Flattening a nested iterator of results

Does anyone have suggestions on an elegant and easy way to flatten an iterator of result of iterator of result into an iterator of result? I would love to be able to do this using the standard library or itertools without implementing my own Iterator. Since I’m planning to use this with Result::from_iter, it’s fine if the solution stops as soon as it hits the first error.

pub fn flatten_nested_results<T, E>(
    i: impl Iterator<Item = Result<impl Iterator<Item = Result<T, E>>, E>>,
) -> impl Iterator<Item = Result<T, E>> {
    unimplemented!()
}

#[test]
fn test_all_ok() {
    let i = vec![Ok(vec![Ok(1), Ok(2)]), Ok(vec![Ok(3), Ok(4)])]
        .into_iter()
        .map(|x| x.map(Vec::into_iter));
    let expected: Result<Vec<u8>, u8> = Ok(vec![1, 2, 3, 4]);
    assert_eq!(expected, flatten_nested_results(i).collect())
}

#[test]
fn test_inner_err() {
    let i = vec![Ok(vec![Ok(1), Err(2)]), Ok(vec![Ok(3), Err(4)])]
        .into_iter()
        .map(|x| x.map(Vec::into_iter));
    let expected: Result<Vec<u8>, u8> = Err(2);
    assert_eq!(expected, flatten_nested_results(i).collect())
}

#[test]
fn test_outer_err() {
    let i = vec![Err(8), Err(9)]
        .into_iter()
        .map(|x| x.map(Vec::into_iter));
    let expected: Result<Vec<u8>, u8> = Err(8);
    assert_eq!(expected, flatten_nested_results(i).collect())
}

#[test]
fn test_inner_err_before_outer() {
    let i = vec![Ok(vec![Ok(1), Err(2)]), Err(9)]
        .into_iter()
        .map(|x| x.map(Vec::into_iter));
    let expected: Result<Vec<u8>, u8> = Err(2);
    assert_eq!(expected, flatten_nested_results(i).collect())
}

So far, the closest that I’ve gotten is below. Unfortunately, this results in a match arm with an incompatible type compilation error because I’m trying to return a different type of iterator from each of the two arms of the match statement. Although both returned types do satisfy impl Iterator<Item = Result<T, E>>, they are not the same concrete type.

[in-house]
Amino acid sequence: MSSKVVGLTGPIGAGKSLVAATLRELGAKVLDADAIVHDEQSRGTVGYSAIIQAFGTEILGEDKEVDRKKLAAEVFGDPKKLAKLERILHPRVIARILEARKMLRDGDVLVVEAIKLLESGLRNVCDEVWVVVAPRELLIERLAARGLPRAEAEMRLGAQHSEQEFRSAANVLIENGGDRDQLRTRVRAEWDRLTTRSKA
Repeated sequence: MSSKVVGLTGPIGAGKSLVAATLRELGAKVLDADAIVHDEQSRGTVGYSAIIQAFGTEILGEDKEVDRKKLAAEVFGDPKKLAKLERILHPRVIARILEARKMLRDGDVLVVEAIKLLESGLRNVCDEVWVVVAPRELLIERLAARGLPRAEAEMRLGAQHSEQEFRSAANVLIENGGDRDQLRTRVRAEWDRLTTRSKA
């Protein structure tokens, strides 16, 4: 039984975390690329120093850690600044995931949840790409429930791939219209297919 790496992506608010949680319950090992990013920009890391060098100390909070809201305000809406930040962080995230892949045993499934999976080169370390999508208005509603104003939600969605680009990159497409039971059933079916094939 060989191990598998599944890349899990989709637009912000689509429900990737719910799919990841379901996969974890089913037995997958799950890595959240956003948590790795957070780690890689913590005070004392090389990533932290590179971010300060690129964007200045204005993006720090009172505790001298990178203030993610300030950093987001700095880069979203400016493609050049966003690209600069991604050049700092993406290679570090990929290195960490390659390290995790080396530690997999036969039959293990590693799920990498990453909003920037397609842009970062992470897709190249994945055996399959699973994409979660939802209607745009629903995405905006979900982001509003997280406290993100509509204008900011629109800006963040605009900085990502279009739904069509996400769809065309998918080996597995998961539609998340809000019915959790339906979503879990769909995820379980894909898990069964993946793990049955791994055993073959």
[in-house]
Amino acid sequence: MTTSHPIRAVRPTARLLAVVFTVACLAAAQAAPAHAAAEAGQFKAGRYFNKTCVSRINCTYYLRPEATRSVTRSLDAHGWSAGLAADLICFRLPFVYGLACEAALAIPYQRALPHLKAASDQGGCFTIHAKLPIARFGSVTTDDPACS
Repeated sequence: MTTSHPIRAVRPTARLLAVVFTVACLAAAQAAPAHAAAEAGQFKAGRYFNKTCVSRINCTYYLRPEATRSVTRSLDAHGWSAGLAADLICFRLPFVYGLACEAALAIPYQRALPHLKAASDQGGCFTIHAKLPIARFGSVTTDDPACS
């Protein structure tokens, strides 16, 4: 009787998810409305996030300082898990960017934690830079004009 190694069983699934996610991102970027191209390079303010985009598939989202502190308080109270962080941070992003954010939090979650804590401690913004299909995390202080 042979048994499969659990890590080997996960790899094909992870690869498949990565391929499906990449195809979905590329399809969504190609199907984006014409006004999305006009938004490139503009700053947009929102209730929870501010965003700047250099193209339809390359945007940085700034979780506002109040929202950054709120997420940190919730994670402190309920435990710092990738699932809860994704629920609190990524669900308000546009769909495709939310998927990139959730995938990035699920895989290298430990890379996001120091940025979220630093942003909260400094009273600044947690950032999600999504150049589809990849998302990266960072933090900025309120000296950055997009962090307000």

pub fn flatten_nested_results<T, E>(
    i: impl Iterator<Item = Result<impl Iterator<Item = Result<T, E>>, E>>,
) -> impl Iterator<Item = Result<T, E>> {
    i.flat_map(|iter_inner_result| match iter_inner_result {
        Ok(iter_inner) => iter_inner,
        Err(err) => vec![Err(err)].into_iter()
    })
}

I figured out a solution using the either crate, which is a dependency of itertools. Actually, currently it’s the only dependency of itertools. This solution works because Either<L, R> is an iterator if both L and R are iterators with the same Item type.

I’m pretty happy with this, but if anyone has alternative solutions, I’d be happy to hear them too!

pub fn flatten_nested_results<T, E>(
    i: impl Iterator<Item = Result<impl Iterator<Item = Result<T, E>>, E>>,
) -> impl Iterator<Item = Result<T, E>> {
    i.flat_map(|iter_inner_result| match iter_inner_result {
        Ok(iter_inner) => Either::Left(iter_inner),
        Err(err) => Either::Right(vec![Err(err)].into_iter())
    })
}

I think you can just use std::iter::once(Err(err)) here, and save a Vec allocation.

Alas, std::iter::Iterator::next() returns Option<> rather than Result<>. Although this makes iterators simpler to learn for the beginner, flattening a fallible iterator (one that returns a Result<>) is not intuitive. Many strategies have been employed to rectify this including a fallible iterators crate, but each has its disadvantages.